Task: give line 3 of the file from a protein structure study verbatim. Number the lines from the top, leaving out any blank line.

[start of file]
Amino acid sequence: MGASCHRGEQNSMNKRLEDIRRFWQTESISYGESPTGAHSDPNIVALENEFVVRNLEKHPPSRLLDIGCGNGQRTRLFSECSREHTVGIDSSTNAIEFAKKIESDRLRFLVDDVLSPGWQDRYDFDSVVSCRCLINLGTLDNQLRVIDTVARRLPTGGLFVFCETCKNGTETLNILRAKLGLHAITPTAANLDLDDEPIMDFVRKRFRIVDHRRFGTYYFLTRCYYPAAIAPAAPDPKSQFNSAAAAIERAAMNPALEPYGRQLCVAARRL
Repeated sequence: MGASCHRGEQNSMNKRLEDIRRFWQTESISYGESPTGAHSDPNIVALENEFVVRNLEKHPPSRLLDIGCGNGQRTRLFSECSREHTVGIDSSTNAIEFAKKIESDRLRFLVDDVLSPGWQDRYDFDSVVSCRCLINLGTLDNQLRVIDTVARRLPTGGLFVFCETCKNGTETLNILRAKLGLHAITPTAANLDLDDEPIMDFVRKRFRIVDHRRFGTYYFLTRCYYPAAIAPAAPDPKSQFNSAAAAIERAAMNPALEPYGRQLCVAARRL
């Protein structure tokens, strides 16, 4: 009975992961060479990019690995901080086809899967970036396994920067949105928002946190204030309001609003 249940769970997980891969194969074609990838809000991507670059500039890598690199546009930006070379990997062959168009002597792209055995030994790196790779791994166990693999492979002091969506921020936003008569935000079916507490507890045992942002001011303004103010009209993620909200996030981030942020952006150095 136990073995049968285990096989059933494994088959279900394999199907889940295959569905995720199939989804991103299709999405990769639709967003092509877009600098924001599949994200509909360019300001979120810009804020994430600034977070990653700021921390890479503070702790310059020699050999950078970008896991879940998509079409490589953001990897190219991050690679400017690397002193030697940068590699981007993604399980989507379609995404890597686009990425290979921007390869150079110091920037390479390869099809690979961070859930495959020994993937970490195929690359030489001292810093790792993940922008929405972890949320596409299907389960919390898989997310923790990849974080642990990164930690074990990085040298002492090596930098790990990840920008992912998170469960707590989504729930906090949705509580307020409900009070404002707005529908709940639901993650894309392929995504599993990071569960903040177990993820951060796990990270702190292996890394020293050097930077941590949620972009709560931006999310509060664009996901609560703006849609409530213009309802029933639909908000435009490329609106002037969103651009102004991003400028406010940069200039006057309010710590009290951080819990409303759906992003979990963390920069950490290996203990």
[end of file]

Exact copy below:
């Protein structure tokens, strides 16, 4: 009975992961060479990019690995901080086809899967970036396994920067949105928002946190204030309001609003 249940769970997980891969194969074609990838809000991507670059500039890598690199546009930006070379990997062959168009002597792209055995030994790196790779791994166990693999492979002091969506921020936003008569935000079916507490507890045992942002001011303004103010009209993620909200996030981030942020952006150095 136990073995049968285990096989059933494994088959279900394999199907889940295959569905995720199939989804991103299709999405990769639709967003092509877009600098924001599949994200509909360019300001979120810009804020994430600034977070990653700021921390890479503070702790310059020699050999950078970008896991879940998509079409490589953001990897190219991050690679400017690397002193030697940068590699981007993604399980989507379609995404890597686009990425290979921007390869150079110091920037390479390869099809690979961070859930495959020994993937970490195929690359030489001292810093790792993940922008929405972890949320596409299907389960919390898989997310923790990849974080642990990164930690074990990085040298002492090596930098790990990840920008992912998170469960707590989504729930906090949705509580307020409900009070404002707005529908709940639901993650894309392929995504599993990071569960903040177990993820951060796990990270702190292996890394020293050097930077941590949620972009709560931006999310509060664009996901609560703006849609409530213009309802029933639909908000435009490329609106002037969103651009102004991003400028406010940069200039006057309010710590009290951080819990409303759906992003979990963390920069950490290996203990």